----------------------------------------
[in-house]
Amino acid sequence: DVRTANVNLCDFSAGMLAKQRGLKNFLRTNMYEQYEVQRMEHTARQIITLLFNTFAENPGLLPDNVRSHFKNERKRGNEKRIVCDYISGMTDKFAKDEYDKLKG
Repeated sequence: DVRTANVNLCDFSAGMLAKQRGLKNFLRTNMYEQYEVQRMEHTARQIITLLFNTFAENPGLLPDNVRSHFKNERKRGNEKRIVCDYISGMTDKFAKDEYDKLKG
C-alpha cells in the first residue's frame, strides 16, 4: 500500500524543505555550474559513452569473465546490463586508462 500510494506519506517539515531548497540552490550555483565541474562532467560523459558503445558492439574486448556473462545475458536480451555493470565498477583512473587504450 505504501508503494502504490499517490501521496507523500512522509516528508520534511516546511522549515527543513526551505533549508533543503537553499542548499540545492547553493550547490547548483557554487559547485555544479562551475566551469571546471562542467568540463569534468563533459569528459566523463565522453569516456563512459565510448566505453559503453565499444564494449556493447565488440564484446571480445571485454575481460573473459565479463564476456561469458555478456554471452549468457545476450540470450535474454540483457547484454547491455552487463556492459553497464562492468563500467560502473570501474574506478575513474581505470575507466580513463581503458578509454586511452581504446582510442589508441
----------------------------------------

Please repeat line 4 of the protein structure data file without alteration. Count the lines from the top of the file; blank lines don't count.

C-alpha cells in the first residue's frame, strides 16, 4: 500500500524543505555550474559513452569473465546490463586508462 500510494506519506517539515531548497540552490550555483565541474562532467560523459558503445558492439574486448556473462545475458536480451555493470565498477583512473587504450 505504501508503494502504490499517490501521496507523500512522509516528508520534511516546511522549515527543513526551505533549508533543503537553499542548499540545492547553493550547490547548483557554487559547485555544479562551475566551469571546471562542467568540463569534468563533459569528459566523463565522453569516456563512459565510448566505453559503453565499444564494449556493447565488440564484446571480445571485454575481460573473459565479463564476456561469458555478456554471452549468457545476450540470450535474454540483457547484454547491455552487463556492459553497464562492468563500467560502473570501474574506478575513474581505470575507466580513463581503458578509454586511452581504446582510442589508441